The eloquent North American black terns winter along the coasts of Central and South America. They return to Saskatchewan’s wetlands every year. A unique mix of open water and vegetation is required for rearing their young.
Visiting our wetlands during spring and summer is an adventure! Sloughs, potholes and marshes are teaming with life. On breezy days mosquitoes are not so troublesome, but it’s best to carry repellent. Less-traveled grid roads may offer relatively insect-free vantage points.
Black terns routinely build nests adjacent to grid roads. Nests will be among the cattails, bulrushes, willows or other grasses. Males feed their mates, allowing the females to remain on nests during the day. Like the piping plover, I’ve noticed males on nests during the night shift. Males generally have a larger head and longer bill than females.
Since the settlement of our province, SK Watershed Authority estimates 40% of our wetlands have been lost. Wetlands enable fresh water to move into ground water tables. They’re essential for agriculture and the long-term survival of every resident.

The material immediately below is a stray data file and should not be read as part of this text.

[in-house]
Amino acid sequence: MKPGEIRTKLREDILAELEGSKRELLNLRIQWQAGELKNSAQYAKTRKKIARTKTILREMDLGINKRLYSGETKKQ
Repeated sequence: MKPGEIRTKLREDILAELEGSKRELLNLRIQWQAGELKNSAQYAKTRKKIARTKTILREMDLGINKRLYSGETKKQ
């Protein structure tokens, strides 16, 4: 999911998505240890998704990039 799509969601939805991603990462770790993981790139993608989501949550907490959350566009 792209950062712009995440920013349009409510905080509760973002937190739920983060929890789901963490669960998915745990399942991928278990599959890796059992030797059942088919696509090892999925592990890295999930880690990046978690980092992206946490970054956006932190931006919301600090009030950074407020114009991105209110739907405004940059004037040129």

As I spend more time working in Saskatchewan’s wetlands, there’s a deeper appreciation for efforts made by SK Watershed Authority and Ducks Unlimited. Without exception, staff I’ve met are passionate and dedicated.
A visit to the new McKell Wascana Conservation Park in Regina is a great way for families to explore a typical Saskatchewan wetland. All too quickly responsibilities and management of these ecosystems will be passed to our children. I believe this park may inspire youngsters to become passionate, effective stewards of our resources.
The park is located at 12001 Wascana Circle. Take Prince of Wales south to Wascana Gate S, turn east to Wascana Circle, then head south about 1/2 kilometre.
Regrettably, the David Krughoff Gallery in Mortlach, SK, will be closed for the 2012 season due to health issues. We look forward to seeing David and Sharie in the gallery again soon.